You could almost hear developers screaming last week when Facebook announced the death of its Parse service, a backend that made it easy for anyone to quickly spin up the infrastructure needed to build an app.
Here’s the thing: it might actually end up being a great thing for the community.
A new era of tech events has begun
We’re back in New York this November for the 4th edition of our growth-focused technology event.
When Facebook made the open-source Parse Server available as part of the announcement, almost nobody paid attention in the maelstrom, but it was the most important part of the news: Parse isn’t actually dead.
On GitHub, the Parse Server has already racked up more than 5,300 stars and 1,000 forks at time of writing. Developers have opened issues discussing future improvements to the library, how to scale Parse Server for larger applications and how to migrate to self-hosted instances.
It’s incredibly rare for companies to open source entire products that shut down — the fact that Facebook gave it to the community to further development is impressive, rather than leaving it behind closed doors to disappear forever.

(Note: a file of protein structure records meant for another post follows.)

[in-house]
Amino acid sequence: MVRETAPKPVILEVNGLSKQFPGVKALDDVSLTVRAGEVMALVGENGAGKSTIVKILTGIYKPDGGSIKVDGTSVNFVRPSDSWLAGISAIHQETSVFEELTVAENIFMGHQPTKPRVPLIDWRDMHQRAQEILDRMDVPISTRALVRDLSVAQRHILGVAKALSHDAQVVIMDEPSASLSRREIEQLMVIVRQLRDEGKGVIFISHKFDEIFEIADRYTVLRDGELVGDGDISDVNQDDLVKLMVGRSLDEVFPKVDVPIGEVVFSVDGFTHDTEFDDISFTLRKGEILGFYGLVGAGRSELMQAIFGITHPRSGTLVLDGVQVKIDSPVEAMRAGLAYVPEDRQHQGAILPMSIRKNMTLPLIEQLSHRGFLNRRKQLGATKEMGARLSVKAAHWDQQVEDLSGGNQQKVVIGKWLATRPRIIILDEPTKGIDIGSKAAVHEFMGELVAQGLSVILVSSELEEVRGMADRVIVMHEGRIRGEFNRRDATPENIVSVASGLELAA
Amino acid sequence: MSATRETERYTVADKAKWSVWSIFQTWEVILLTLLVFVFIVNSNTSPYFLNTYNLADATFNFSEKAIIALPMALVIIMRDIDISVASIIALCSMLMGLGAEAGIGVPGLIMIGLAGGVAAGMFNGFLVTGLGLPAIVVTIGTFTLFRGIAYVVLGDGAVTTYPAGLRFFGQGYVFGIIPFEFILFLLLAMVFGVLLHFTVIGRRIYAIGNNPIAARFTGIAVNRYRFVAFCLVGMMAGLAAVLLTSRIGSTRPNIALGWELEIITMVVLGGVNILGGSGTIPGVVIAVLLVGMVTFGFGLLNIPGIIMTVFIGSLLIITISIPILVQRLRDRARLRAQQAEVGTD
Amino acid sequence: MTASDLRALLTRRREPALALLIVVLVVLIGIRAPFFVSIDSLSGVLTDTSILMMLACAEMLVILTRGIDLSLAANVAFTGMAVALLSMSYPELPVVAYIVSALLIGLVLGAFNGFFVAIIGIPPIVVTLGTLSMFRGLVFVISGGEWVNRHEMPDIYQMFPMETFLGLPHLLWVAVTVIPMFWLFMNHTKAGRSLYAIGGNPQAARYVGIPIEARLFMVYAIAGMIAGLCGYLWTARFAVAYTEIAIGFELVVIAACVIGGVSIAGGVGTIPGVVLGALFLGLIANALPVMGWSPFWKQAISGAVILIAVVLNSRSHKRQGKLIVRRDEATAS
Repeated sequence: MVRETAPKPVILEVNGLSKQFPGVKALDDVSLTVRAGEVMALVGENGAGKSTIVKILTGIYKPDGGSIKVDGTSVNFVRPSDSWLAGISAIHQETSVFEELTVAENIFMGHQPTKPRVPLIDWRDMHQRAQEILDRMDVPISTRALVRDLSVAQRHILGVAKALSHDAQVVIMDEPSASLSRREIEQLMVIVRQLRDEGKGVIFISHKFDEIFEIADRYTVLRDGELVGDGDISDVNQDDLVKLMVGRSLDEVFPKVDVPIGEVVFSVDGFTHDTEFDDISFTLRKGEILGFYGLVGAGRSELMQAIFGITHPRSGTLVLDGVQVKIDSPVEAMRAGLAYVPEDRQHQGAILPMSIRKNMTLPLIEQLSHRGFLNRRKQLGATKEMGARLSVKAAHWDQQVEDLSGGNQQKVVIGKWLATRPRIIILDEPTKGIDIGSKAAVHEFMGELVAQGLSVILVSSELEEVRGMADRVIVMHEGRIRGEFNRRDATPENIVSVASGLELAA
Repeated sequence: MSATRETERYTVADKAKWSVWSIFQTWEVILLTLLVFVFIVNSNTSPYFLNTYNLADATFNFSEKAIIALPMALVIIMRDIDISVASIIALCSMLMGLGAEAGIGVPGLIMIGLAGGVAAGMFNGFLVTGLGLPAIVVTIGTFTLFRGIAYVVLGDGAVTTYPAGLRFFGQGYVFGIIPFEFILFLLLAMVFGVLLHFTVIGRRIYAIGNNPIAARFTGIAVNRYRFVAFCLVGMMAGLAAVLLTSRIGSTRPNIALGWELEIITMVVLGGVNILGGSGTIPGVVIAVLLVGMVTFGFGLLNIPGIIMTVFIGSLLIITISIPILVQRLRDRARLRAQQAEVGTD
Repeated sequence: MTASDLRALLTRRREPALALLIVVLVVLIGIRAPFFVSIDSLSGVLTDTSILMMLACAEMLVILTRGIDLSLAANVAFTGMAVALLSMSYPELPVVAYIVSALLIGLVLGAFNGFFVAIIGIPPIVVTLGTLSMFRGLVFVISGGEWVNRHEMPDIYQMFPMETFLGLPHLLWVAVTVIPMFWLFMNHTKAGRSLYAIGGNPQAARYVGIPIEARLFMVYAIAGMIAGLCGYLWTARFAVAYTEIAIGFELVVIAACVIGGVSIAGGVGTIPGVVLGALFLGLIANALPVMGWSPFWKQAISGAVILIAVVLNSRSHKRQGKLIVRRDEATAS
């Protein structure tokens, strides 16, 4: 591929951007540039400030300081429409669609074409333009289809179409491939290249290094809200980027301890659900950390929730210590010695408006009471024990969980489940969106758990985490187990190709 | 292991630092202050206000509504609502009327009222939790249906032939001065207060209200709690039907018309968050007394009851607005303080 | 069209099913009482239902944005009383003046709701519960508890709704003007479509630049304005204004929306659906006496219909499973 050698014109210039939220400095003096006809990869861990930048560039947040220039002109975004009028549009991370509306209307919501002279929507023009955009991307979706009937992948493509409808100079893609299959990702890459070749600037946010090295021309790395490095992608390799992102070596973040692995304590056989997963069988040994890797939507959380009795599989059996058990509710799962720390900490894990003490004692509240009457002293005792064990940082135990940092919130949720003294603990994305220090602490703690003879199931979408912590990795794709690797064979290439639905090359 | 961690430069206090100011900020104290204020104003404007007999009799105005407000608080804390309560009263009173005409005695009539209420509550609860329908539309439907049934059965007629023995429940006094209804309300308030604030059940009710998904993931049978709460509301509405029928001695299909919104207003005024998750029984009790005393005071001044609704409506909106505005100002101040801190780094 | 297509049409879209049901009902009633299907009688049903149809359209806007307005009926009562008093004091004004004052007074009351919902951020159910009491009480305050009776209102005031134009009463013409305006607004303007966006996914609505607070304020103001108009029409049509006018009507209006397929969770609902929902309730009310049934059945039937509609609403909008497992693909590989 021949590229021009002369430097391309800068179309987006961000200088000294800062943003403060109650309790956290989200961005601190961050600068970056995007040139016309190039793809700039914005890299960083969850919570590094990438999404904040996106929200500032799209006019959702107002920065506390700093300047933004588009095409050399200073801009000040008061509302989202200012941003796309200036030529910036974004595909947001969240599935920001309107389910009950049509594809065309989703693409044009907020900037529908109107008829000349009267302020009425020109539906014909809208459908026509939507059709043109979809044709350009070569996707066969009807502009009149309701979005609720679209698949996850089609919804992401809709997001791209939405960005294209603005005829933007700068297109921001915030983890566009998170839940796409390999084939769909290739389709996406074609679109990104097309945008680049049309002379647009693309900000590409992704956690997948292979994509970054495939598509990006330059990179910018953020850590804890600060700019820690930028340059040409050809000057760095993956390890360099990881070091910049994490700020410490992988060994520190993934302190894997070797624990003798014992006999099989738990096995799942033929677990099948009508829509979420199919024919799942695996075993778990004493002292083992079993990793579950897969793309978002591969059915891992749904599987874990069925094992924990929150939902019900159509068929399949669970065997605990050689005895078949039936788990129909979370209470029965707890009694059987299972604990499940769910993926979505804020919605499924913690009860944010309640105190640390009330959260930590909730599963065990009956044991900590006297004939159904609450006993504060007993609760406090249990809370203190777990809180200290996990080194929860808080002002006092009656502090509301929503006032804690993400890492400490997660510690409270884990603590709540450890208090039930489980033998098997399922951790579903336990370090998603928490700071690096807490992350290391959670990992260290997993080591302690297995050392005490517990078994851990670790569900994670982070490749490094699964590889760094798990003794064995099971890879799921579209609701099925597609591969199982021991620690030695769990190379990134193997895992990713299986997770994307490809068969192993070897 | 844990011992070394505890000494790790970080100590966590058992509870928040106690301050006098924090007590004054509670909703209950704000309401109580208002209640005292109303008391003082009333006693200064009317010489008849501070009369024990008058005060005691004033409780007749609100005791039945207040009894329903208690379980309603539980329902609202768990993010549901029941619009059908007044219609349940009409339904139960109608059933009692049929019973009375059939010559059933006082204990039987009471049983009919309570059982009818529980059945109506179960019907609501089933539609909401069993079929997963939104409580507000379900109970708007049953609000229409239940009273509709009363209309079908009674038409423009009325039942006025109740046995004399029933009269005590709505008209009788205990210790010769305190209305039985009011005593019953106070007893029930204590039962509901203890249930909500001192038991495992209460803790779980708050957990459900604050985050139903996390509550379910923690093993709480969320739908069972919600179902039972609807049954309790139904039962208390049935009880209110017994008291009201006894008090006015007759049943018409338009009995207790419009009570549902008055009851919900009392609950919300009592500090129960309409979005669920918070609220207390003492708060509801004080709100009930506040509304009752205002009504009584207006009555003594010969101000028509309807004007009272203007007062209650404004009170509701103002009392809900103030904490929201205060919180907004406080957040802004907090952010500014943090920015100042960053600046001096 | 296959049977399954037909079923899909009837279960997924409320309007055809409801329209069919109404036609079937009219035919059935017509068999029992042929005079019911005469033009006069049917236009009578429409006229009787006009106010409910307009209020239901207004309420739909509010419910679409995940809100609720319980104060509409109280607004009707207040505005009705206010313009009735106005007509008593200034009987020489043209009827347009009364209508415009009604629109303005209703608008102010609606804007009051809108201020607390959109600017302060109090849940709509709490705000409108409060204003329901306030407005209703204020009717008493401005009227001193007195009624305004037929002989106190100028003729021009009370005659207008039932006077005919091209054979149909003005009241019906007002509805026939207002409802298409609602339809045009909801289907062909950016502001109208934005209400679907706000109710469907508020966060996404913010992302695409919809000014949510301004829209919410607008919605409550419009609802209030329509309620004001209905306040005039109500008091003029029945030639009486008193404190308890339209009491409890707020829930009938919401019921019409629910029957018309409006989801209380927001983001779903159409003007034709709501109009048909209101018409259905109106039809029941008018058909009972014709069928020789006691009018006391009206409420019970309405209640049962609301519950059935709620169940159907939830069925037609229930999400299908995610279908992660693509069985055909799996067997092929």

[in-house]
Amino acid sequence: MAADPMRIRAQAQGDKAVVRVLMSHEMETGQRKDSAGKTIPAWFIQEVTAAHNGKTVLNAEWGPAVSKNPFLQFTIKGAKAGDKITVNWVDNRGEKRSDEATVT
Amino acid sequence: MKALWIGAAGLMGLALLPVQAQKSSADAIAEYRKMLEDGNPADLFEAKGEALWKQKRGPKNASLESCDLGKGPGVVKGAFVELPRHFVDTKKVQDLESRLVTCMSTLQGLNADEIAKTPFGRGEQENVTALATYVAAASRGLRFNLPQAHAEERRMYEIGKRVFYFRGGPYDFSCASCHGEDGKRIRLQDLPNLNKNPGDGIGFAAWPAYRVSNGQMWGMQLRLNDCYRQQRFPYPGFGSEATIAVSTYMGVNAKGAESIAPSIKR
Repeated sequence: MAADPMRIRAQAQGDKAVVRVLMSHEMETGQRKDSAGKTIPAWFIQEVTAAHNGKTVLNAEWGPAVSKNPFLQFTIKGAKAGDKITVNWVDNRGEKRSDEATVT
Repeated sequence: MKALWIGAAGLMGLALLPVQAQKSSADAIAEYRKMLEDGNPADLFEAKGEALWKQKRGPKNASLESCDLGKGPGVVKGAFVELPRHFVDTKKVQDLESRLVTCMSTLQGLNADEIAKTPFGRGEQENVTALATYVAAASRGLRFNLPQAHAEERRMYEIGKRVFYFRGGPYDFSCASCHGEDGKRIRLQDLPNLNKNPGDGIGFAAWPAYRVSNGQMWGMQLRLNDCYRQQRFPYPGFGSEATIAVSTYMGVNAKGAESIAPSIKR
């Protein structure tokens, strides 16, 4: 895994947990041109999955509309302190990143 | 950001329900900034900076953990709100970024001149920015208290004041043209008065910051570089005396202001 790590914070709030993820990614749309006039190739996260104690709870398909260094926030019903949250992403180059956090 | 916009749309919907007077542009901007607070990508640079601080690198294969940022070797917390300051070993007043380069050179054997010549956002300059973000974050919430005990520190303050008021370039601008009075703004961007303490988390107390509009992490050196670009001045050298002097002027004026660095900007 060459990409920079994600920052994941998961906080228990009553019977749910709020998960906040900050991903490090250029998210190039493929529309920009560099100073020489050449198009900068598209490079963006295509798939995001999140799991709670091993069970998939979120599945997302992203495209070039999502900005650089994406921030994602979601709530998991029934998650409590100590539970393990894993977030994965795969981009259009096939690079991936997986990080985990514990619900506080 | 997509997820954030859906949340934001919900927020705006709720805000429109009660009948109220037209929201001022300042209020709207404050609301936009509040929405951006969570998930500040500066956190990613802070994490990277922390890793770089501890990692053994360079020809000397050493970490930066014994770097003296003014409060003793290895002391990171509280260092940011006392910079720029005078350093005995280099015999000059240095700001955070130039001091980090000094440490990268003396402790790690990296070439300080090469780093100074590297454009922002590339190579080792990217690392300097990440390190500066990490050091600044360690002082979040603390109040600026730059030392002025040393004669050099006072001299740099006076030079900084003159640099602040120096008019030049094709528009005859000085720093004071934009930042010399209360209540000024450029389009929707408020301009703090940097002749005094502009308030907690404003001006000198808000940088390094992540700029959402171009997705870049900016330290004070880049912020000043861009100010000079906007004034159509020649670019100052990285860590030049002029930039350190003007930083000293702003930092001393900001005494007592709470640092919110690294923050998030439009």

Parse’s developer advocate for the last two years, Fosco Marotto, wrote on Medium that he actually came up with the idea for Parse Server at a Facebook Hackathon and it eventually became a real project for months along with Kevin Lacker, Parse’s co-founder.
By releasing Parse Server into the wild, even in its somewhat basic form, Facebook has done something that’s rarely even considered when products are killed: empower the community to build on what’s already been achieved.
It also means the server can be integrated into other projects, or can help further new projects by studying how Parse’s API was actually built. Given that the service was used by more than 600,000 individual developers when it shut down, there’s likely to be sizeable interest.
In the short term Parse’s hosted backend dying does hurt developers, who now have to decide on their next move, but it’s likely in a matter of months we’ll start to see feature improvements, new releases and even a alternative hosted service pop up — built by the open source community.